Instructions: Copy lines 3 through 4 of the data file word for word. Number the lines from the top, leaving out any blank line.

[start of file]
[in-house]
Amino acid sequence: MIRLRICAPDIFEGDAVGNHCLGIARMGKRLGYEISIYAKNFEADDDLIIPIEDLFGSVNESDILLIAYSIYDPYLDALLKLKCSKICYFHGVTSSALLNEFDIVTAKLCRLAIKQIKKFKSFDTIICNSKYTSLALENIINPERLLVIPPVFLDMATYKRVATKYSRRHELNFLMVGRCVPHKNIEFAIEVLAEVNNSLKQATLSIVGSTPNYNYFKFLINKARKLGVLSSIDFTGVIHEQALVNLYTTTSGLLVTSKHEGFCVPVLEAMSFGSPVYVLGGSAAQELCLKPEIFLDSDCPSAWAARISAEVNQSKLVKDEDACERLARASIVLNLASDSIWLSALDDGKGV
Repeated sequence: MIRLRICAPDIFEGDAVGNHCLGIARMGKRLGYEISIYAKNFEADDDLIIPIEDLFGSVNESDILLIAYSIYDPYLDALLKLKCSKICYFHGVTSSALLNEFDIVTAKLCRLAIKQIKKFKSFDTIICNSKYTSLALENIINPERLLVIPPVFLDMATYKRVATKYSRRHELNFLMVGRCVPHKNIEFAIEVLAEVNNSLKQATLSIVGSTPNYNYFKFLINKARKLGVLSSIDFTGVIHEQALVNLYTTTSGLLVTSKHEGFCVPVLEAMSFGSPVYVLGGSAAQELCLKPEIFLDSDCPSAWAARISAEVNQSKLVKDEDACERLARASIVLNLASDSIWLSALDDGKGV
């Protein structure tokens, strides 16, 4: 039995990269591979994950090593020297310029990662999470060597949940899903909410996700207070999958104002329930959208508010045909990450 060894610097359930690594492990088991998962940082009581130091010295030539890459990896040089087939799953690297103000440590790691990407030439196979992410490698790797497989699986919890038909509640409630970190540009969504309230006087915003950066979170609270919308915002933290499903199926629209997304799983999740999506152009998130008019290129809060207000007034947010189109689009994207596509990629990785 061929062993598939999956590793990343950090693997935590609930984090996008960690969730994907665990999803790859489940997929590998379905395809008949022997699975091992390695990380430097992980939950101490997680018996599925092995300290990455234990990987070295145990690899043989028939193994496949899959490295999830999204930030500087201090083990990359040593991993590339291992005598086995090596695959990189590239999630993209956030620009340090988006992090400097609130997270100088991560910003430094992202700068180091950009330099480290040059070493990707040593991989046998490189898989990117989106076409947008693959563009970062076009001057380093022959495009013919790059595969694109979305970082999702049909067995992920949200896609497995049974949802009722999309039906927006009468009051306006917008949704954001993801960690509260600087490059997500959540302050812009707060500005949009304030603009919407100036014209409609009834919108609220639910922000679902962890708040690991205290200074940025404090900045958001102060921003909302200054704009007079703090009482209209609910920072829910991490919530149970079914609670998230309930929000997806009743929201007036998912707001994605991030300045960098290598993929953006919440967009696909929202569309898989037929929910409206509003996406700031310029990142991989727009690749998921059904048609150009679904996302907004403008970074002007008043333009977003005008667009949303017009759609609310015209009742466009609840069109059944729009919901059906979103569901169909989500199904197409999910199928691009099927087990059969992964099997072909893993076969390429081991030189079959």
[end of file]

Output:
Repeated sequence: MIRLRICAPDIFEGDAVGNHCLGIARMGKRLGYEISIYAKNFEADDDLIIPIEDLFGSVNESDILLIAYSIYDPYLDALLKLKCSKICYFHGVTSSALLNEFDIVTAKLCRLAIKQIKKFKSFDTIICNSKYTSLALENIINPERLLVIPPVFLDMATYKRVATKYSRRHELNFLMVGRCVPHKNIEFAIEVLAEVNNSLKQATLSIVGSTPNYNYFKFLINKARKLGVLSSIDFTGVIHEQALVNLYTTTSGLLVTSKHEGFCVPVLEAMSFGSPVYVLGGSAAQELCLKPEIFLDSDCPSAWAARISAEVNQSKLVKDEDACERLARASIVLNLASDSIWLSALDDGKGV
């Protein structure tokens, strides 16, 4: 039995990269591979994950090593020297310029990662999470060597949940899903909410996700207070999958104002329930959208508010045909990450 060894610097359930690594492990088991998962940082009581130091010295030539890459990896040089087939799953690297103000440590790691990407030439196979992410490698790797497989699986919890038909509640409630970190540009969504309230006087915003950066979170609270919308915002933290499903199926629209997304799983999740999506152009998130008019290129809060207000007034947010189109689009994207596509990629990785 061929062993598939999956590793990343950090693997935590609930984090996008960690969730994907665990999803790859489940997929590998379905395809008949022997699975091992390695990380430097992980939950101490997680018996599925092995300290990455234990990987070295145990690899043989028939193994496949899959490295999830999204930030500087201090083990990359040593991993590339291992005598086995090596695959990189590239999630993209956030620009340090988006992090400097609130997270100088991560910003430094992202700068180091950009330099480290040059070493990707040593991989046998490189898989990117989106076409947008693959563009970062076009001057380093022959495009013919790059595969694109979305970082999702049909067995992920949200896609497995049974949802009722999309039906927006009468009051306006917008949704954001993801960690509260600087490059997500959540302050812009707060500005949009304030603009919407100036014209409609009834919108609220639910922000679902962890708040690991205290200074940025404090900045958001102060921003909302200054704009007079703090009482209209609910920072829910991490919530149970079914609670998230309930929000997806009743929201007036998912707001994605991030300045960098290598993929953006919440967009696909929202569309898989037929929910409206509003996406700031310029990142991989727009690749998921059904048609150009679904996302907004403008970074002007008043333009977003005008667009949303017009759609609310015209009742466009609840069109059944729009919901059906979103569901169909989500199904197409999910199928691009099927087990059969992964099997072909893993076969390429081991030189079959």